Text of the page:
In the last piece, we looked at what to expect on your journey in code. That taken care of, do you have what it takes to excel? I believe that, like any skill, anyone can taught how to code. Anyone. Being taught to code is basically a lesson in communication. When you strip it of all the buzz created around it, you are being taught to address a different audience-a dumb audience at that-one that only does what you tell it to. Just as you were taught that typing “lol” elicits a certain reaction from the person on the other end, you are being taught that typing println(“It is well”); makes your computer act a certain way. Communication skills 101.

As with any form of communication, there will be individuals that are masters of the art. You know English and string together phrases on Facebook every so often; Douglas Adams, Wole Soyinka & Toni Morrison use that same language and string together books that make your mind dance an do back-flips in a field of daisies.  What separates the good users from the great? In programming, I believe it’s these 3 things

1. Problem-solving skills

Programmers are glorified problem solvers. Looking at the developers I admire, I see that in one way or another, they found a solution to a problem. Problems vary and more often than not, the ones you’ll be presented with as you start out will probably sound like;

I want a website that shows our company’s various offerings and hugs all our visitors

I’d like an app that shocks me every time I go 3 weeks without exercising

What’s your problem? source:

As your wins increase, and if the path of your career’s trajectory decides, they can become slightly bigger.

You found a box from an old game. The box contains a lot of sticks and a manual. Frustrated by the fact the manual was unreadable, you decided to invent your own game with the sticks. In your game, the goal is to use the sticks to build as many squares as possible. There are only two rules:
Each stick can only be used in one square.
Each square must consist of exactly 4 sticks. That is, you cannot combine two or more sticks to create one side of the square.
You are given a int[] sticks. The elements of sticks are the lengths of the sticks you have. Return the maximum number of squares you can make. ref:

Gurus in problem-solving techniques usually recommend that you first break the problem down into smaller tasks; get the requirement, cut it down to size and take it from there.

This skill is critical; I believe it’ll define, in many ways, how far you’ll progress. People good at Maths are usually one step ahead in this but anyone can grow in it. Start from a place of comfort [to give your ego some vegetables] and then deliberately take on bigger and more involving problems as you see fit [and aligned with your career goals].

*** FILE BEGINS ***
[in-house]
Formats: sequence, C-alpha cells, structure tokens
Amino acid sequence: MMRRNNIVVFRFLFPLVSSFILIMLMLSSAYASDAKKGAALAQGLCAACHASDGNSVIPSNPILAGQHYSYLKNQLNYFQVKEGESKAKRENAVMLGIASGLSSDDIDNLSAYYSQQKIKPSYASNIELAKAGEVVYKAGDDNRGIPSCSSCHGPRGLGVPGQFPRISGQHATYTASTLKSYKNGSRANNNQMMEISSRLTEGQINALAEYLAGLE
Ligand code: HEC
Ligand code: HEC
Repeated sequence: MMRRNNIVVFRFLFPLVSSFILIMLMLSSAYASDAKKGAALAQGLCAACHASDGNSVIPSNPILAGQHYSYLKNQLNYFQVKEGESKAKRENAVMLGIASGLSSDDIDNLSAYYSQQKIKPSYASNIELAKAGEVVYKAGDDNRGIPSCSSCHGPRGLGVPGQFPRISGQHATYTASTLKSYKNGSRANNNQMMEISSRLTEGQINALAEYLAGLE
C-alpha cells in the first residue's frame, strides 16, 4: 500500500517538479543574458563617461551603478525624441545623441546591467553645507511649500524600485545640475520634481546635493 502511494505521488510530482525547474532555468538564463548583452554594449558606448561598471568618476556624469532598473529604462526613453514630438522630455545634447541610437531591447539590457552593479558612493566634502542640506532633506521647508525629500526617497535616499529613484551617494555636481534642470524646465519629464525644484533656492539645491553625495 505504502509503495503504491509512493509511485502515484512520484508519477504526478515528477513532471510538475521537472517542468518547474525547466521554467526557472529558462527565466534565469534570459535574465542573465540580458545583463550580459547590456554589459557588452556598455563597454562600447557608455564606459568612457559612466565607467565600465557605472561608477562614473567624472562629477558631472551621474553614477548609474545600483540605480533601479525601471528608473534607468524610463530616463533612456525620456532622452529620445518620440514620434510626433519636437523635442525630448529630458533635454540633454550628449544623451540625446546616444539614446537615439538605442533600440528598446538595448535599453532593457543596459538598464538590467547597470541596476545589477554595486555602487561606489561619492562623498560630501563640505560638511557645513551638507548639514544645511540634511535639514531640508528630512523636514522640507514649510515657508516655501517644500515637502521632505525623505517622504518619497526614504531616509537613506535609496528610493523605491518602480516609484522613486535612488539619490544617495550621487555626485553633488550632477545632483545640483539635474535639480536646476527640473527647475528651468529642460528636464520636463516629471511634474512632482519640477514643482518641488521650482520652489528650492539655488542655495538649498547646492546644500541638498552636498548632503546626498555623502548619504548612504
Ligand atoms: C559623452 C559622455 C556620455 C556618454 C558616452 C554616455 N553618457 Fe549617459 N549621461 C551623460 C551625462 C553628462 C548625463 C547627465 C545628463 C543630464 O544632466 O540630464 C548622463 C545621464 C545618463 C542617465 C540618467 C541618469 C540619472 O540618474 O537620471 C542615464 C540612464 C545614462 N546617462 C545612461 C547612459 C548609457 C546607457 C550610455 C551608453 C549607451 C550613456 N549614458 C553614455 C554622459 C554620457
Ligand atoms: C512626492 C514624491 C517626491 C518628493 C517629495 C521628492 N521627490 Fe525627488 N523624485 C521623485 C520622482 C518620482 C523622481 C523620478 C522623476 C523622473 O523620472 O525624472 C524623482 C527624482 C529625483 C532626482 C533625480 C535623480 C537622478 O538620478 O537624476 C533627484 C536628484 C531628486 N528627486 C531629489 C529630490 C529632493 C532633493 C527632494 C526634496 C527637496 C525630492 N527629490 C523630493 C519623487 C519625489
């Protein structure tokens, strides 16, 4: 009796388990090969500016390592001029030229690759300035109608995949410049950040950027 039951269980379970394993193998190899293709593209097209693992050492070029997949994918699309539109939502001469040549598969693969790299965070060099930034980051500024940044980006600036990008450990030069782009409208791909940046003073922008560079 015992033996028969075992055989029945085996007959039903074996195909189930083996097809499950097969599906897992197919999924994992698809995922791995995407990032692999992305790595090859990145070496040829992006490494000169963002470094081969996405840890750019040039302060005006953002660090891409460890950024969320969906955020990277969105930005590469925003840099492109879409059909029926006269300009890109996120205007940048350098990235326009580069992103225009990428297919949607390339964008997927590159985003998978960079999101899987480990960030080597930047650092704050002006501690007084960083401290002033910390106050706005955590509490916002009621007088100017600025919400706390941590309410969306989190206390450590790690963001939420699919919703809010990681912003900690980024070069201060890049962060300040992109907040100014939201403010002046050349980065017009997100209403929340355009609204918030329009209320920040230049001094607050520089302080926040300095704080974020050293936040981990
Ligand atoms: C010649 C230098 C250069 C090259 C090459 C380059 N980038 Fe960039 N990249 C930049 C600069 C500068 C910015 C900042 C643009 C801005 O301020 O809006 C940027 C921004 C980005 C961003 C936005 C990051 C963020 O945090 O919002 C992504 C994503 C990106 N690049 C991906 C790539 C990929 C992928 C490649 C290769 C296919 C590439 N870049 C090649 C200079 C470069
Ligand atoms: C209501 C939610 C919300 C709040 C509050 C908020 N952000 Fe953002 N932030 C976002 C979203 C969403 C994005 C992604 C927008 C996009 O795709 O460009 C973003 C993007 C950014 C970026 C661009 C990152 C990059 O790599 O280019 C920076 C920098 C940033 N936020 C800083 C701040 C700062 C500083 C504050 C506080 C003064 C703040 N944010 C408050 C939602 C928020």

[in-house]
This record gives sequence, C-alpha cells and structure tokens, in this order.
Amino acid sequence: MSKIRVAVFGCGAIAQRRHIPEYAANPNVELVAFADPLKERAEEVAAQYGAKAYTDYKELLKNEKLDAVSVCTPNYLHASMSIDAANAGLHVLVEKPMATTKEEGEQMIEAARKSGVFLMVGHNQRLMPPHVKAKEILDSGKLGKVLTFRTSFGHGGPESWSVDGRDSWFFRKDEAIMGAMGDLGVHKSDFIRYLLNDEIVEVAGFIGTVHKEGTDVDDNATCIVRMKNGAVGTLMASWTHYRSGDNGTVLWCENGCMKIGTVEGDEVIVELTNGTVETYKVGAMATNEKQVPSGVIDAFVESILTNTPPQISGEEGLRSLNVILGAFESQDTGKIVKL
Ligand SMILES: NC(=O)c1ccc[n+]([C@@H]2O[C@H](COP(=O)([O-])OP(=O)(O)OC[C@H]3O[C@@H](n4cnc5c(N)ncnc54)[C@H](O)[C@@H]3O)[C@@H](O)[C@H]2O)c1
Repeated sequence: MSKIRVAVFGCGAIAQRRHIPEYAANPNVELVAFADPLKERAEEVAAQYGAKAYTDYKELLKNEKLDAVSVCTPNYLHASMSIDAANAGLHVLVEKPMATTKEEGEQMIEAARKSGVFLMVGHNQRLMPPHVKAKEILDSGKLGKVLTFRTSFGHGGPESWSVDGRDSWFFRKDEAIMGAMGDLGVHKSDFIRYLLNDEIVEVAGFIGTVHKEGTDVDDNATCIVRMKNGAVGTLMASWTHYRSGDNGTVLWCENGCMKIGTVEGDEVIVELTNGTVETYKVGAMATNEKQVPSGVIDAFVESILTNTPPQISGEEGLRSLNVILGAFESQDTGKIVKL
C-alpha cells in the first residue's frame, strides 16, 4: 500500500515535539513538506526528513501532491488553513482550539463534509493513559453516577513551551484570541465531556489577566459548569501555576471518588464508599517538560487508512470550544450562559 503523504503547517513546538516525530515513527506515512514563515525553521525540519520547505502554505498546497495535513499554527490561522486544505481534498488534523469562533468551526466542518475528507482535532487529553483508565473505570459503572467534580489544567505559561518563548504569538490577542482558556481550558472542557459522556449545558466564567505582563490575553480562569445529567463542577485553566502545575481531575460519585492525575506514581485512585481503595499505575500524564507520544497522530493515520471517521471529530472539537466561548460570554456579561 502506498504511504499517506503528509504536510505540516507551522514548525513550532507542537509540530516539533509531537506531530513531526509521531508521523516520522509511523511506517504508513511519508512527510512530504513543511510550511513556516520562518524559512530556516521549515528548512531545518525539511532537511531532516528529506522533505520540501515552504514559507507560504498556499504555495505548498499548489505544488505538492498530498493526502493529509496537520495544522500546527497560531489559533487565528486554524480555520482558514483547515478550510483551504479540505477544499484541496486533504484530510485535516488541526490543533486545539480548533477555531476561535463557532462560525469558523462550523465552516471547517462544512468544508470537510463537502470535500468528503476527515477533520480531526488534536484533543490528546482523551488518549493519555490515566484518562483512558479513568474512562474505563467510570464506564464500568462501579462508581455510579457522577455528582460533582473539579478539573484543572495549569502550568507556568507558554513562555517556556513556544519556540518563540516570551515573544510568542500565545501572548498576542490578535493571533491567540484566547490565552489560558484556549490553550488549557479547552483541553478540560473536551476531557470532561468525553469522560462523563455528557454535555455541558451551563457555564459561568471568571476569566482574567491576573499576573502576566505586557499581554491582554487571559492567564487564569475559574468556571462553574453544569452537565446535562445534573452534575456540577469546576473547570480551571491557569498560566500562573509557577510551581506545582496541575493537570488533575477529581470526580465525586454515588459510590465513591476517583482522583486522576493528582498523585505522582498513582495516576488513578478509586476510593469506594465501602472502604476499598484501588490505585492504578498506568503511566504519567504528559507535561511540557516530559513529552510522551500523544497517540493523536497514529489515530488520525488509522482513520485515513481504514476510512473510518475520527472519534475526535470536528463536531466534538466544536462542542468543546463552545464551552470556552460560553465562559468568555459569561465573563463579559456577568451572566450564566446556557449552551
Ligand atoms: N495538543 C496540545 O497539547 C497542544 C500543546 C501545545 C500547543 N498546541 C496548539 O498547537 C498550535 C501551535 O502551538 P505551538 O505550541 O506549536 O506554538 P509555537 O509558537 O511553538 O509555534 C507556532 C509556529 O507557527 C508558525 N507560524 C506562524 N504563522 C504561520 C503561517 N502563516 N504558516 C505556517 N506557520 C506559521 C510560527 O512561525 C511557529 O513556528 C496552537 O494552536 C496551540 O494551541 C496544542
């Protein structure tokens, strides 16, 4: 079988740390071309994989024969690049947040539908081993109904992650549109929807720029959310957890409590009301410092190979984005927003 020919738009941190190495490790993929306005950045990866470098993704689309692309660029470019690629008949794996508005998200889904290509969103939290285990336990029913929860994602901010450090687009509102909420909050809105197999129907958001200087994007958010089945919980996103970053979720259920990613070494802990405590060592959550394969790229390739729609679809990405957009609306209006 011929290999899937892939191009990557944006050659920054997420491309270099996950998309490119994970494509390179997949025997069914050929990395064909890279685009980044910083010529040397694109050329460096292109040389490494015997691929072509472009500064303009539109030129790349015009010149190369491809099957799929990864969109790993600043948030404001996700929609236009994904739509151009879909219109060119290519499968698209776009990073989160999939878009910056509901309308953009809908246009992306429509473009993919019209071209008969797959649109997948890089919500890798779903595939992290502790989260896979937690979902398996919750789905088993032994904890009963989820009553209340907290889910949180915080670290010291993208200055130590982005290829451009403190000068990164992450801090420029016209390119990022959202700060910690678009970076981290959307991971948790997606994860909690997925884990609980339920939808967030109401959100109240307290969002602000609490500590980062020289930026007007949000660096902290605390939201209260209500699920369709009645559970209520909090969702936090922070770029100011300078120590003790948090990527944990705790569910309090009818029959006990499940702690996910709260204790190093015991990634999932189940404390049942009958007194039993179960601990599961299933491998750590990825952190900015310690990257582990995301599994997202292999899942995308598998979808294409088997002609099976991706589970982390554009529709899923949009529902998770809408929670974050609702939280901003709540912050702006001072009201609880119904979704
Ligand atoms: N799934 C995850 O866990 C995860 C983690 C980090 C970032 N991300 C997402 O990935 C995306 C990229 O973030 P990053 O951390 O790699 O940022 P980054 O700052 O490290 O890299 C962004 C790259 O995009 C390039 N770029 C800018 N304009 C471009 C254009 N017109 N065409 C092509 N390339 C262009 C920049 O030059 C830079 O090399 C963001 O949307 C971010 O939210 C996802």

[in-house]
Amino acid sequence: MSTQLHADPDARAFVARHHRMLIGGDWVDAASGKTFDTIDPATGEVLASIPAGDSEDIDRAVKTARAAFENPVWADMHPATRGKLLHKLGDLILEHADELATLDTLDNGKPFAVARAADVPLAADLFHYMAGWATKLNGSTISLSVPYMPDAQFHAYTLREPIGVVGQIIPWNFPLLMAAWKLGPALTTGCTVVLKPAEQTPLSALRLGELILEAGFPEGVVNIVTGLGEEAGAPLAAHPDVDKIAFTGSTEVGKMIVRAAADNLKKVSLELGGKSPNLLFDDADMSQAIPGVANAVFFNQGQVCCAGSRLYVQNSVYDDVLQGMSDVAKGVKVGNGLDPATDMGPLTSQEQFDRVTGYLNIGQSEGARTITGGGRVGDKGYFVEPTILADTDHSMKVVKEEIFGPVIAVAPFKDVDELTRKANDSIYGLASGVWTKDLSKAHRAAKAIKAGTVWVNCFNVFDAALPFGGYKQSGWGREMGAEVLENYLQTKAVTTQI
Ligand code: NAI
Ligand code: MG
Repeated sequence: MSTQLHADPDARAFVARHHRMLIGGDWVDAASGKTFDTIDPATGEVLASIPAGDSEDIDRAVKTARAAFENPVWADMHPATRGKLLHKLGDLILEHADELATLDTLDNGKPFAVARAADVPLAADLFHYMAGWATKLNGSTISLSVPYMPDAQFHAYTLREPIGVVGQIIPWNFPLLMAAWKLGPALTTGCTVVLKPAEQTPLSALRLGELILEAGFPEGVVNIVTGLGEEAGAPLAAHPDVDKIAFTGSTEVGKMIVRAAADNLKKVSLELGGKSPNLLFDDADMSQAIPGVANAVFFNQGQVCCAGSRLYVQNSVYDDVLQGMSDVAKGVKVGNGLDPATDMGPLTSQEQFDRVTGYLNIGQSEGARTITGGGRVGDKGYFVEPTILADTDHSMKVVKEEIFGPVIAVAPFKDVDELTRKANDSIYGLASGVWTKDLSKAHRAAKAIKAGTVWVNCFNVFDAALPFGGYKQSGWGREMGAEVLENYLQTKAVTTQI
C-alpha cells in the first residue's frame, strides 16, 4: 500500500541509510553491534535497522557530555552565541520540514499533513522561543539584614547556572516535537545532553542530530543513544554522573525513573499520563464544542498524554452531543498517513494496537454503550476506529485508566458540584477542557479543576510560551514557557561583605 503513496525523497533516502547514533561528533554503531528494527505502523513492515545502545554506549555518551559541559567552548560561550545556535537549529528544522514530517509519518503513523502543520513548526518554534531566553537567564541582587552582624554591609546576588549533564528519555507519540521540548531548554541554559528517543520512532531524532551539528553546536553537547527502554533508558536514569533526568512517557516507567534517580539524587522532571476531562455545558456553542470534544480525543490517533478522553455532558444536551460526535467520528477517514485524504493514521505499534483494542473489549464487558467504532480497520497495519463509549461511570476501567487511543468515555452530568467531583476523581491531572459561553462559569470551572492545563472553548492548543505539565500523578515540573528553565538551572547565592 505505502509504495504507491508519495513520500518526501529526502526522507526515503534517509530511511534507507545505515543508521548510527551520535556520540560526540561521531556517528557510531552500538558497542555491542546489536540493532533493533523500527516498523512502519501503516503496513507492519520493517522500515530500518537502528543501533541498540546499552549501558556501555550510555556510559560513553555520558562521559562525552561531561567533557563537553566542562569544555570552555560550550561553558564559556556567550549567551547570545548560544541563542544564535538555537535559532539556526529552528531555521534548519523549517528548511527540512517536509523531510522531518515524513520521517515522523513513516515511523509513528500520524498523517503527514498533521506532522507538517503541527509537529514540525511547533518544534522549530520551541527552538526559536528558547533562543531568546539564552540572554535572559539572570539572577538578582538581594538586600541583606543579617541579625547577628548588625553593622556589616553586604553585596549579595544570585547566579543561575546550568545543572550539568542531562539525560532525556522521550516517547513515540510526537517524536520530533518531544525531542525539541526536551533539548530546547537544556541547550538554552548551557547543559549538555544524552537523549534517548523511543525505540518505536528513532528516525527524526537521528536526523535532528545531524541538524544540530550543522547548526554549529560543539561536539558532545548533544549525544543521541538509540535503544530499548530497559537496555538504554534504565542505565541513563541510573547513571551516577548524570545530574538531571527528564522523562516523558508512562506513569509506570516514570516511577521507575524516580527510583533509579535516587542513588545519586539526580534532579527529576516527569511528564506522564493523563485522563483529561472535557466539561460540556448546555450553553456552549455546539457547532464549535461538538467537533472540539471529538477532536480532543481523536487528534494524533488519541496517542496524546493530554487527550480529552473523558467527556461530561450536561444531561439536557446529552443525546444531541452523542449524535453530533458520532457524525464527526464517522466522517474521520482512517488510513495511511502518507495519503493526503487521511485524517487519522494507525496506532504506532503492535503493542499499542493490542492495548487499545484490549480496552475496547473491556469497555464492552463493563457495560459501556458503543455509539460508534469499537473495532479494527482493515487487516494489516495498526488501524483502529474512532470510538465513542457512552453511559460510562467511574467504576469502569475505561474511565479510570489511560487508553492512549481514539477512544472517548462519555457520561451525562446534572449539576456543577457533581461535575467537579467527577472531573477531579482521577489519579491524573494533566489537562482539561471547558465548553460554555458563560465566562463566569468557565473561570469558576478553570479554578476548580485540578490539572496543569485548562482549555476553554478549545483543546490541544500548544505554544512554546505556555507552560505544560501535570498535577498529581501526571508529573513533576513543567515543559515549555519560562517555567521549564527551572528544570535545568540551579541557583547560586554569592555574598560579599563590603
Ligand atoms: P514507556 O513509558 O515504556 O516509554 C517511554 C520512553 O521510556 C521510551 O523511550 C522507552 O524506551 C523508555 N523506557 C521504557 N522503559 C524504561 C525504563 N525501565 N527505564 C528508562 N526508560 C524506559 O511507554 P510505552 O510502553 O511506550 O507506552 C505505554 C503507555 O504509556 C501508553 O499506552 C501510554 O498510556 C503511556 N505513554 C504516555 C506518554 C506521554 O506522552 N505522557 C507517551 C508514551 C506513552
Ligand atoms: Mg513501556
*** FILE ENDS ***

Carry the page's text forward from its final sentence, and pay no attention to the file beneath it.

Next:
Resource: Improve Problem solving 

2. Dogged-persistence
Duuude, you called?                                                                                                                                        Source:

You’ve got to keep going. If the way you tried it didn’t work, try another one. It might help if you develop some troubleshooting techniques to be able to zero-in on exactly what’s not working. But you must keep going. The times when “Oh, I woke up and it just worked” happen every time the sun and moon meet at noon and hug-you can wait for that to happen or you can get back to the PC and try to figure things out.

Truth is, some problems take days. Others months. Others (gulp) years. If you’ve counted the cost, then keep going. Dogged-unguided persistence is useless though; you need to take breaks, use good troubleshooting techniques and ASK. Fellow developers. Stackoverflow. Ask. NO, IT IS NOT A DUMB QUESTION. Kill that thought. Ask


You might be battling with something because your fundamentals are not right; you might be sweating with code because you skimmed through the tutorial. It’s 2 days of dogged-persistence vs 30 minutes of reading and understanding the tutorial. Don’t skim. Read. Understand. If it doesn’t make sense, find another version that does. The official resource may not make sense so go through blogs and find one that breaks down the fundamentals well. If you can, try video tutorials too. Sign-up for a course (there are lots of free courses and paid courses too). Getting the fundamentals right does some heavy-lifting for you. It’s critical that, as we pointed out here, you are aware of how you learn best. Use resources that communicate to you in a way you learn fastest

What do you think makes a great developer?

Next time, we’ll take this further and look at the tools of the trade

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